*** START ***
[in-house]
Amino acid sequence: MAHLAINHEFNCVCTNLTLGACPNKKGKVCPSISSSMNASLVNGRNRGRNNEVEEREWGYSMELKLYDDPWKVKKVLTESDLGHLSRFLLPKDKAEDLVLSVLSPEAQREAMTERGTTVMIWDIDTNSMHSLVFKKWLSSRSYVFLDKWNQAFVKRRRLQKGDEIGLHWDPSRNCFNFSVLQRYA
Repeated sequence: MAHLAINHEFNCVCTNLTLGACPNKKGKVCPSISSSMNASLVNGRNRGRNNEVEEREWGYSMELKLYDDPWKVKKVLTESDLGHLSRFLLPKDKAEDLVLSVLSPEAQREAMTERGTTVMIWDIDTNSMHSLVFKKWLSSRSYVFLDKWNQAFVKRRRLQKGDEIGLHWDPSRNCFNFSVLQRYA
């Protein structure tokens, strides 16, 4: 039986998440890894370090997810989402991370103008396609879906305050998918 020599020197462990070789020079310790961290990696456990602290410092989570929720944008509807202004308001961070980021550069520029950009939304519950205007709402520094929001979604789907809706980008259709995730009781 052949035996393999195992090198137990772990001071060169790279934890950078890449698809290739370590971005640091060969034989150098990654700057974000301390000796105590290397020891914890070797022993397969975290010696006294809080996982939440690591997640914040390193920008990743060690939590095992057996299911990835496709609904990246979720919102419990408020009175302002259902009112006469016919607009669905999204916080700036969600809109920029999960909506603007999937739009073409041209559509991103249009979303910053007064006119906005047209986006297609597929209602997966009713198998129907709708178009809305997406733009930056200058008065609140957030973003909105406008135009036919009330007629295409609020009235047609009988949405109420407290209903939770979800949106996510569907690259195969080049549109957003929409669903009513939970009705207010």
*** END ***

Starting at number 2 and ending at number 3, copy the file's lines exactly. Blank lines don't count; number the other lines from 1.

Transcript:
Amino acid sequence: MAHLAINHEFNCVCTNLTLGACPNKKGKVCPSISSSMNASLVNGRNRGRNNEVEEREWGYSMELKLYDDPWKVKKVLTESDLGHLSRFLLPKDKAEDLVLSVLSPEAQREAMTERGTTVMIWDIDTNSMHSLVFKKWLSSRSYVFLDKWNQAFVKRRRLQKGDEIGLHWDPSRNCFNFSVLQRYA
Repeated sequence: MAHLAINHEFNCVCTNLTLGACPNKKGKVCPSISSSMNASLVNGRNRGRNNEVEEREWGYSMELKLYDDPWKVKKVLTESDLGHLSRFLLPKDKAEDLVLSVLSPEAQREAMTERGTTVMIWDIDTNSMHSLVFKKWLSSRSYVFLDKWNQAFVKRRRLQKGDEIGLHWDPSRNCFNFSVLQRYA